Fyre by Katherine Bogle – Chronicles of Warshard #0.5

I received this novel as an advanced copy from NetGalley in exchange for an honest review.

I was unaware that this was a novella when I first began reading but considering that I also received the ARC for Haven, the first novel in the series, I thought it would be a good idea to start with this prequel novella as it would give me an understanding of the major players!

Haven has never felt comfortable in royal gatherings and jumps at the chance to sneak away and race her brothers on horseback. But when the young princess is injured, her identity is called into question.

As heir to the Rythern throne, Lucian has a heavy weight on his shoulders. But when he is forced to leave the warfront by his father, he does so reluctantly. Little does anyone know that this decision would prove costly.

The battle for Helms Keep has disastrous consequences for Marcel. Soon he finds himself fighting both enemy forces and his own memories.

For her own safety, Astrid is sent to the family cottage in the Cinder Mountains. However, the cottage is less than cozy what with the frigid temperatures and knee-high snow. With only a few guards to protect her, Astrid must find a way to dig deep into herself and find a way to survive.

This novella served as a sneak preview for the story that comes ahead in Haven. I found the premise intriguing, but the short stories here were a bit too abrupt in the way they end. I liked reading the first story about Haven, but her other siblings weren’t all that interesting to read about. Hopefully, that isn’t the case in the first book! Either way, this novella has me interested in reading this series!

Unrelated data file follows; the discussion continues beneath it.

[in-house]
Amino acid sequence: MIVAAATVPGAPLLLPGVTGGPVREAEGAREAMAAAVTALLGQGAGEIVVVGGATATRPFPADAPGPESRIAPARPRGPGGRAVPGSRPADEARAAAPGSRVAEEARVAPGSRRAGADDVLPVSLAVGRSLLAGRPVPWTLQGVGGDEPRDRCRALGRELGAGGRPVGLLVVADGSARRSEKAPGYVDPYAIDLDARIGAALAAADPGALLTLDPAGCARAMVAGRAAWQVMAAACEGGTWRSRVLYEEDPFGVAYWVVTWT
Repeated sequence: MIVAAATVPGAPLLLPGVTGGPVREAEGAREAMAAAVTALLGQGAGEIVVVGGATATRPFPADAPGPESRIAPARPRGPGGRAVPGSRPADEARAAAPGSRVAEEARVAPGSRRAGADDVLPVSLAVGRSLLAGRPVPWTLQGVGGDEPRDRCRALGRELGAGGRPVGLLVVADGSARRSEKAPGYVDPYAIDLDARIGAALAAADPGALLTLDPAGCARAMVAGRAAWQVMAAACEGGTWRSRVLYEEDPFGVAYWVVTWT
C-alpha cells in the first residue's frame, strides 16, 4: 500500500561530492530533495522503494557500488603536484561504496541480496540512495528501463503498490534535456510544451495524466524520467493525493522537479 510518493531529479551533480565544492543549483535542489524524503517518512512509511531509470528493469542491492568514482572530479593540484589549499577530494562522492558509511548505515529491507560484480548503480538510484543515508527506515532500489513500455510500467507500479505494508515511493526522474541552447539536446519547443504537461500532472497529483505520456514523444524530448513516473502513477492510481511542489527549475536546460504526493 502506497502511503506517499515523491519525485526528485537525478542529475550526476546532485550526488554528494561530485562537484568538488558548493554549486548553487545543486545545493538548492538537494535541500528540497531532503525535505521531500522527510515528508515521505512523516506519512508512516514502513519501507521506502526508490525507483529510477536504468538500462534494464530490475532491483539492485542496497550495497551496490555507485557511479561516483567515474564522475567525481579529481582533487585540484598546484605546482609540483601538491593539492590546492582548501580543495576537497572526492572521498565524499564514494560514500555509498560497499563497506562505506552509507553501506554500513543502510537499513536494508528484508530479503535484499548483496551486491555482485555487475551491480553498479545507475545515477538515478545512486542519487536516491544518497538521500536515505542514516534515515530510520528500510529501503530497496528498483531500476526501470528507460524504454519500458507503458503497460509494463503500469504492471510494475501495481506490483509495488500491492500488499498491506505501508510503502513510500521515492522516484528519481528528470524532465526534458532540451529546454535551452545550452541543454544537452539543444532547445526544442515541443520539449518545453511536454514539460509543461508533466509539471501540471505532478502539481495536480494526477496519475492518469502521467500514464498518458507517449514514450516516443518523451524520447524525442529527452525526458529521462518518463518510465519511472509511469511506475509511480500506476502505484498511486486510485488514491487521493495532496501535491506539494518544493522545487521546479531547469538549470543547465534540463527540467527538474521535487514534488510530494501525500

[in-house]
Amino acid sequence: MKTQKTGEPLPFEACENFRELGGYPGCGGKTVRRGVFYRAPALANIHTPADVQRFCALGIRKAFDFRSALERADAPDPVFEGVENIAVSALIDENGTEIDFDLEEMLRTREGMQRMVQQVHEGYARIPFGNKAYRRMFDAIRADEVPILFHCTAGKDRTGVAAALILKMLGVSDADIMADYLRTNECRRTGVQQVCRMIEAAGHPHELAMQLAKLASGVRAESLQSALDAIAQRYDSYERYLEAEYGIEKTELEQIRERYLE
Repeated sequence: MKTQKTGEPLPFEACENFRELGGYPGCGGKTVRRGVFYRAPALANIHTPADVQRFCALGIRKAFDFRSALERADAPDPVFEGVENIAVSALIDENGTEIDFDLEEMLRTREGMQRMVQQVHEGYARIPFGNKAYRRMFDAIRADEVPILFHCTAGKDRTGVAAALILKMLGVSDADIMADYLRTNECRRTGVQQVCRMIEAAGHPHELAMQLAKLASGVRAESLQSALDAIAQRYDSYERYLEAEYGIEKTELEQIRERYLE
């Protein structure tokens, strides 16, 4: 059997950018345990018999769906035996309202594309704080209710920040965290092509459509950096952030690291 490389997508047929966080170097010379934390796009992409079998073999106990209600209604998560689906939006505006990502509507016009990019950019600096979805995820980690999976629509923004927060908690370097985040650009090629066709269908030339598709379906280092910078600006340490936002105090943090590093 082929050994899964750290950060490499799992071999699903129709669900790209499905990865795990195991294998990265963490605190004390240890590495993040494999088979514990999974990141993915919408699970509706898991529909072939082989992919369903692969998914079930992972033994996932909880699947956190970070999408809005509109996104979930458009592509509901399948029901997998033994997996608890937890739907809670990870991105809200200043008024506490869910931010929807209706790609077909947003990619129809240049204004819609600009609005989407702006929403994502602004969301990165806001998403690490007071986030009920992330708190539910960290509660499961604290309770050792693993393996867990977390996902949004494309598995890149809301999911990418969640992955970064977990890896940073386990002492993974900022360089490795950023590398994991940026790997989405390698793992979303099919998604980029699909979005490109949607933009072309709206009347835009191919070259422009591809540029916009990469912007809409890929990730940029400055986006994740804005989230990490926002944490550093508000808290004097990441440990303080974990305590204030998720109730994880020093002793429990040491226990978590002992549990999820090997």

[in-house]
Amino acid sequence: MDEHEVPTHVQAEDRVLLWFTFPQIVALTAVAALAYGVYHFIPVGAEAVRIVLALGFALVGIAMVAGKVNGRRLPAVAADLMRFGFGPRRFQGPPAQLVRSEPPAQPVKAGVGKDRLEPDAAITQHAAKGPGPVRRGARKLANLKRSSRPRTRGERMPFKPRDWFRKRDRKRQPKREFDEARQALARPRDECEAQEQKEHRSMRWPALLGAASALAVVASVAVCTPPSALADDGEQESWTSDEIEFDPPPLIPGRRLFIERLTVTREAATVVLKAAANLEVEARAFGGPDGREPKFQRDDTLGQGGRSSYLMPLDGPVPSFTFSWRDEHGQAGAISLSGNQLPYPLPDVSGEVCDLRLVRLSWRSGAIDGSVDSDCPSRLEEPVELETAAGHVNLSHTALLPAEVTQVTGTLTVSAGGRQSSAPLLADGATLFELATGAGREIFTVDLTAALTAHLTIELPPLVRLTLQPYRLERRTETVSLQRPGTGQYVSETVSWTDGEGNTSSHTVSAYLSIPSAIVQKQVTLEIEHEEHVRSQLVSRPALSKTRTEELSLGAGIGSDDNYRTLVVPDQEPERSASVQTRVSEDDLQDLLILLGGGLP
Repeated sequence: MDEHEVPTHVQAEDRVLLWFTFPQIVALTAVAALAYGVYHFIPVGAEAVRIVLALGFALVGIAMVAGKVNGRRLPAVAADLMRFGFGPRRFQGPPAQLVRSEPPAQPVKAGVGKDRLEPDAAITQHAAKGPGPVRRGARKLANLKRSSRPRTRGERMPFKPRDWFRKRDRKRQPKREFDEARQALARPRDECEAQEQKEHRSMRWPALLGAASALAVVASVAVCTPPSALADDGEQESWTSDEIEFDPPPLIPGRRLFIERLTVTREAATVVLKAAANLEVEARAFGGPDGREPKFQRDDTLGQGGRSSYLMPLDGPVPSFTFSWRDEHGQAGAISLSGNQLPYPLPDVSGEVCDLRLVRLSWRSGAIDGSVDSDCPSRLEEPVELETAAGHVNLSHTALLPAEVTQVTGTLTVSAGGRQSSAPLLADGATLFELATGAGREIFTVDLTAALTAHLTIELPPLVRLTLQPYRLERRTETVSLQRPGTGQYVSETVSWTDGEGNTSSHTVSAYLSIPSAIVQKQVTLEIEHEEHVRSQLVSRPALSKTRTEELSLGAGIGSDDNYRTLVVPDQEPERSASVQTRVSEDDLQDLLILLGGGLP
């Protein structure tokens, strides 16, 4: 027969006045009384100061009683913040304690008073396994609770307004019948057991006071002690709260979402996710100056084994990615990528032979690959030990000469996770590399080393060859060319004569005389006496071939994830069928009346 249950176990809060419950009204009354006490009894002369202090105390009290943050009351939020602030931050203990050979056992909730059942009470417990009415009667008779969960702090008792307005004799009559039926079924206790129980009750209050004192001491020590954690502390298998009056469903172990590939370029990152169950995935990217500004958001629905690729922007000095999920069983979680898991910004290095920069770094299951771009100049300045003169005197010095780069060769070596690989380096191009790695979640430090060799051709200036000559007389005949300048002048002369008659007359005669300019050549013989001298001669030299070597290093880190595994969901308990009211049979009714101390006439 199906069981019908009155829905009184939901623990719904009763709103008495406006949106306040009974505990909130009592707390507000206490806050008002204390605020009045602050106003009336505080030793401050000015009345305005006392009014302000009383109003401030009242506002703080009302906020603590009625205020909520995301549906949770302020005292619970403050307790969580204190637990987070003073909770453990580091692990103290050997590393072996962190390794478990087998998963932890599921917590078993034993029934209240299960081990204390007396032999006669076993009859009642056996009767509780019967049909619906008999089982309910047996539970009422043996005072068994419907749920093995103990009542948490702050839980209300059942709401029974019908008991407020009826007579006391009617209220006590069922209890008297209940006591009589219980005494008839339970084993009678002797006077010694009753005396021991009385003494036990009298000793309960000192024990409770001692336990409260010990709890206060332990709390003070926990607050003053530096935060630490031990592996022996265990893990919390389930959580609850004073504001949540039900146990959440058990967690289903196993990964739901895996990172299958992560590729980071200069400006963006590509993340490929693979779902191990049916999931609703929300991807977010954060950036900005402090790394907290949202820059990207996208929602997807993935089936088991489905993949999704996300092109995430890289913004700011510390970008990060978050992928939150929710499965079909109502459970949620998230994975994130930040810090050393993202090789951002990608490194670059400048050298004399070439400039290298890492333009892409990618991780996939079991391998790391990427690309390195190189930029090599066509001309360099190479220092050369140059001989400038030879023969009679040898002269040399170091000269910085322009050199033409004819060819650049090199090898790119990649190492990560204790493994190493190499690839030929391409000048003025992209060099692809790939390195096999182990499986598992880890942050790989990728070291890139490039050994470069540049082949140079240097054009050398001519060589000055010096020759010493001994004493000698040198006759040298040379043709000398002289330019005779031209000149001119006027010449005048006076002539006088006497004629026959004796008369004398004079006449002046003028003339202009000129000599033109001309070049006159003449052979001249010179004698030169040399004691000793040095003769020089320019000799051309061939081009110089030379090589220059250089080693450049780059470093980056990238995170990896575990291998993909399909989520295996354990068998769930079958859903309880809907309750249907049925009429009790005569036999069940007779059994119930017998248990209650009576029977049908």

Happy reading ~

The Stolen Lake by Joan Aiken – Wolves Chronicles #4

What I love about this series is that you never feel like you’ve missed anything when you wait before reading the next book. In the beginning of each book, the reader gets a chance to remember the particulars that led to this current situation, and then the story takes up and you get lost in all the action. With this particular book, the author mentions that it can be read as a standalone and has no bearing on the rest of the series. So if you are intrigued by this author but don’t have the time to read the whole series, this book is a good place to start! Anyways, enough rambling, let me get on with my review:

On her way back to London aboard the Thrush, Dido and the crew are summoned to the aid of the queen of New Cumbria. Her island has been a source of help for Britain in the past, and now she uses that connection to seek justice. When the crew arrives, they find that the island is a very unusual place, full of birds that are big enough to carry off men, and fish that eat human flesh and leave only bones as remains. The queen is greatly distressed because she believes that a neighbouring king has stolen her lake. It is up to Dido and the rest of the crew to face the many dangers that are present on this island in order to get the lake back.